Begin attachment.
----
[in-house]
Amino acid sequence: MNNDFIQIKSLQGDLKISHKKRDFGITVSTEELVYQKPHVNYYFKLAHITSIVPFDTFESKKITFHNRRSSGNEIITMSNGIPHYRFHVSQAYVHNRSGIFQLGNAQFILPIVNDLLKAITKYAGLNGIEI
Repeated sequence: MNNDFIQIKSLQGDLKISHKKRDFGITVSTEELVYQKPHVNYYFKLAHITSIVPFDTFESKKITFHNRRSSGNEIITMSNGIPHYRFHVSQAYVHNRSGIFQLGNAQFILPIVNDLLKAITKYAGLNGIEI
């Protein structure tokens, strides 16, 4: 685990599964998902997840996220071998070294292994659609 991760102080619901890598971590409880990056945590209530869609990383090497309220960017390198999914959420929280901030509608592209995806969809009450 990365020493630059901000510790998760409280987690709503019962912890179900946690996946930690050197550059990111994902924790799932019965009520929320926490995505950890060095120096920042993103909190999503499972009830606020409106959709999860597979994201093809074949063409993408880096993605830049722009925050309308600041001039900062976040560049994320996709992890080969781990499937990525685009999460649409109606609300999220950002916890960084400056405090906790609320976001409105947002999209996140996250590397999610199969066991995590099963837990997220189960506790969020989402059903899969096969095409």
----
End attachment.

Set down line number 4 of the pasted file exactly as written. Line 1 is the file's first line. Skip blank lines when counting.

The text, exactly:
């Protein structure tokens, strides 16, 4: 685990599964998902997840996220071998070294292994659609 991760102080619901890598971590409880990056945590209530869609990383090497309220960017390198999914959420929280901030509608592209995806969809009450 990365020493630059901000510790998760409280987690709503019962912890179900946690996946930690050197550059990111994902924790799932019965009520929320926490995505950890060095120096920042993103909190999503499972009830606020409106959709999860597979994201093809074949063409993408880096993605830049722009925050309308600041001039900062976040560049994320996709992890080969781990499937990525685009999460649409109606609300999220950002916890960084400056405090906790609320976001409105947002999209996140996250590397999610199969066991995590099963837990997220189960506790969020989402059903899969096969095409």